Teen shot by cop asked subway janitor to call police not long before standoff

Less than an hour before he was killed by a Toronto officer, a teen who died in a standoff on an empty streetcar repeatedly asked a stranger to call police, the trial of the constable charged in the shooting heard Friday.

TORONTO — Less than an hour before he was killed by a Toronto officer, a teen who died in a standoff on an empty streetcar repeatedly asked a stranger to call police, the trial of the constable charged in the shooting heard Friday.

Sammy Yatim didn’t say why he wanted police to be called, but the subway janitor to whom he directed his request said the 18-year-old appeared restless and displayed a sense of urgency during the encounter in July 2013.

“He was very authoritative, very demanding,” said Anthony Sampogna. “He started shaking, mostly his hands, and he said ‘call the police, call the police.”‘

Sampogna was testifying at the trial of Const. James Forcillo, who has pleaded not guilty to second-degree murder and attempted murder in the case.

Forcillo’s lawyers have suggested to the jury that Yatim’s behaviour on the night he died indicated he was “in this for the fight all the way”

The jury has also heard that Yatim had consumed the drug ecstasy at some point before he was killed.

Sampogna said his interaction with Yatim began when the teen came up to him on the lowest level of the Dundas subway station and asked twice for the nearest exit, which he pointed out.

After shuffling back and forth, Yatim then asked if Sampogna had a phone, to which the janitor replied he didn’t, but suggested the use of a payphone or asking someone else, court heard.

Yatim stepped away once more and then returned to ask if Sampogna had any change — the janitor said he didn’t.

“He took a few steps, came back and put his hand in his backpack, he started to shake,” Sampogna recalled, noting that’s when Yatim asked him to call police.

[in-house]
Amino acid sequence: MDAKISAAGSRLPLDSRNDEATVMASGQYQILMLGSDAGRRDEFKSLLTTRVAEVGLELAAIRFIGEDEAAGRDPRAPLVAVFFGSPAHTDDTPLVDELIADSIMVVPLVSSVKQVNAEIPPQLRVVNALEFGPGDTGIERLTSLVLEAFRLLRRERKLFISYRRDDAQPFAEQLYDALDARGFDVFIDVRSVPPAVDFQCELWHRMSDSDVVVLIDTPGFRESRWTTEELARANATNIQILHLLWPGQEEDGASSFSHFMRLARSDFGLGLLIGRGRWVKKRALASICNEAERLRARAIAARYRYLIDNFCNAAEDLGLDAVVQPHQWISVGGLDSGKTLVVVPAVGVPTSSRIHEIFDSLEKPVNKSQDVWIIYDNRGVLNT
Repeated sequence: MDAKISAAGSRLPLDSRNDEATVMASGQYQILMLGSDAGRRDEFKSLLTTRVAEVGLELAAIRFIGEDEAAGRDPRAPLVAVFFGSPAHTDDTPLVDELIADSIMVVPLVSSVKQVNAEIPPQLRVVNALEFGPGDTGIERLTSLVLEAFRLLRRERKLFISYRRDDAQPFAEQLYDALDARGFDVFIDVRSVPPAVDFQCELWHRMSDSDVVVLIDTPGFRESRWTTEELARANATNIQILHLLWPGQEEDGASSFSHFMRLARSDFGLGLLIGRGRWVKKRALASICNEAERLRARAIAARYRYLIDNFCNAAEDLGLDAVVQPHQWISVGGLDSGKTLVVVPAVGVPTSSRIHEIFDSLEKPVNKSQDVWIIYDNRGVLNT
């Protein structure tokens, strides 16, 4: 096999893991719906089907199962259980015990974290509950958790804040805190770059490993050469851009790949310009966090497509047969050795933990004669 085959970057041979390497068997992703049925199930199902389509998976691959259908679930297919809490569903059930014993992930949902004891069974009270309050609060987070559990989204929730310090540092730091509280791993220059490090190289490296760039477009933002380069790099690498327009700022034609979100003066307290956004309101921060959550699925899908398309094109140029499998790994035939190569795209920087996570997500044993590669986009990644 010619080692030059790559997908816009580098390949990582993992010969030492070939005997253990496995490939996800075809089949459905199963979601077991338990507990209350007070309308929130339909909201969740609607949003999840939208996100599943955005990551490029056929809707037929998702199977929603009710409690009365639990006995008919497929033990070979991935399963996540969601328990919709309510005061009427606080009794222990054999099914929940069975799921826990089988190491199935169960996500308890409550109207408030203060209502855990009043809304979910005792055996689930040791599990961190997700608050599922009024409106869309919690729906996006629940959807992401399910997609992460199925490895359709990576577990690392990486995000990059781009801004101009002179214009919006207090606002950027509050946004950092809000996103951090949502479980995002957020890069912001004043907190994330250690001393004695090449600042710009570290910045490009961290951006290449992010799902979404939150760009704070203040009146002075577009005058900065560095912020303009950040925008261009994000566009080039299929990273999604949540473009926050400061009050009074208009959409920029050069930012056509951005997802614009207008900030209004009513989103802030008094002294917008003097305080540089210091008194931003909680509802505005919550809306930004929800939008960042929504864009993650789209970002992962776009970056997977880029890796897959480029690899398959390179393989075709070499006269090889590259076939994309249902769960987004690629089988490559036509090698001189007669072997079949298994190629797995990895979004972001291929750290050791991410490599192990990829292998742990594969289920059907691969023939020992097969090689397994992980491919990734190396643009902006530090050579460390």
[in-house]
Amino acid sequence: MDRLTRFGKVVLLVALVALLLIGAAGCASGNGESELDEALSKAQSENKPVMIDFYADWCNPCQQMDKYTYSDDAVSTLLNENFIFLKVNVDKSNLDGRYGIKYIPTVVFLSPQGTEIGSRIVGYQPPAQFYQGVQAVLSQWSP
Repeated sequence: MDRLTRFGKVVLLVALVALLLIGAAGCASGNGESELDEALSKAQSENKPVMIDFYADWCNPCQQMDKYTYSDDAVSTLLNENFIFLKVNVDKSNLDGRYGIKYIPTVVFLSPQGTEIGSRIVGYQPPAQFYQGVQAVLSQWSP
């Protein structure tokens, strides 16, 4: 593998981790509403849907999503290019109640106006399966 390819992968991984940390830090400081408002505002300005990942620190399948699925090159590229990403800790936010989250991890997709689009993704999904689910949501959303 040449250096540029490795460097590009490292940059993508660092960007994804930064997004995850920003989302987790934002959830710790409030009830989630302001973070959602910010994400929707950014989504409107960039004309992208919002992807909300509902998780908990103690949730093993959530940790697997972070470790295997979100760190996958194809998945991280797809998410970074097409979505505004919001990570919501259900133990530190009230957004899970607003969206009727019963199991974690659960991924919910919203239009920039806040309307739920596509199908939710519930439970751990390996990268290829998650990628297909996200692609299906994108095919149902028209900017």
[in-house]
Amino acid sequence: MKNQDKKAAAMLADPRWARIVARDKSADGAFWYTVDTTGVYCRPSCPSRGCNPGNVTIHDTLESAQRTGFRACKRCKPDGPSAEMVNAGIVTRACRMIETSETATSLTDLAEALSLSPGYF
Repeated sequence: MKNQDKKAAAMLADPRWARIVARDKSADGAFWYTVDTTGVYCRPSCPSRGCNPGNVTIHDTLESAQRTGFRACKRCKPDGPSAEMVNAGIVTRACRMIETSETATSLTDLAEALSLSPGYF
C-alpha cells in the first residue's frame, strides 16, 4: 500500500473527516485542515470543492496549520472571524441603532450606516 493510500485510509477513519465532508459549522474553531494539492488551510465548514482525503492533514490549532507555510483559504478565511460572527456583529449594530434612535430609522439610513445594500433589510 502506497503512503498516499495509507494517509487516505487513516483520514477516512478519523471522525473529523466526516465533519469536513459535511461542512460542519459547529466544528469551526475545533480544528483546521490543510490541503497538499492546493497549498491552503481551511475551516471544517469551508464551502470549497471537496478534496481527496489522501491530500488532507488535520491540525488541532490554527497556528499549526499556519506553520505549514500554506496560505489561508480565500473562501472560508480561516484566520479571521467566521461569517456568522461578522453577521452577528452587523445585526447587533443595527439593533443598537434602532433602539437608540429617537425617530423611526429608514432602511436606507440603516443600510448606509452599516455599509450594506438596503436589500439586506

“I said ‘OK sir, I’ll call the police but I have to go upstairs to the collector,” Sampogna said. “He came with me…on the escalator he asked me again ‘Are you going to call the police?”‘

Sampogna said he told a fare collector about the teen’s request but before it could be acted on, Yatim suddenly left the station.

Sampogna, who said he’d been rattled by the encounter because he was concerned Yatim might have a weapon in his backpack, took a break to calm down and then heard sirens when he returned to work.

“It got me thinking this could probably be the same individual,” he said.

The jury has heard that Yatim boarded a streetcar outside the subway station and eventually pulled out a small knife, causing panicked passengers to rush off the vehicle, which came to an abrupt stop.

The jury has also seen surveillance videos which show Forcillo arriving at the scene and, after a 50-second confrontation, firing nine bullets.

Crown prosecutors have said they plan to prove that Forcillo’s actions during the incident weren’t necessary or reasonable. Forcillo’s lawyer has said his client’s actions were justified and carried out in self-defence.

A toxicologist testifying at Forcillo’s trial Friday afternoon said an analysis of Yatim’s blood determined he had certain amounts of ecstasy, marijuana and a derivative or “metabolite” of cocaine in his system at the time of his death.

In particular, the ecstasy found in Yatim’s blood was considered a “moderate to moderately high concentration,” said Inger Bugyra, who works at the Centre of Forensic Sciences.

Effects of the drug include restlessness, increased muscle movement, agitation, nervousness, aggression and panic attacks, she said.

Bugyra agreed with Forcillo’s defence lawyer that Yatim could have consumed a larger quantity of ecstasy than what was detected in the teen’s blood at the time of his death.

She also agreed that the drug can make a person move faster and make them more impulsive.

The concentration of marijuana found in Yatim’s blood was “relatively low,” said Bugyra, suggesting the drug was used within a day of the teen’s death, while the cocaine derivative detected suggested he could have consumed cocaine up to two days before his death.

Forcillo’s lawyer suggested, however, that it was impossible to know if the drugs Yatim had consumed caused him to lose control or simply encouraged him to do what he wanted to.

“There’s just no way to know if the behaviour Mr. Yatim was engaged in was influenced by the drugs he was on or whether it was Mr. Yatim, fair?” Lawrence Gridin asked.

“Yes,” Bugyra replied.

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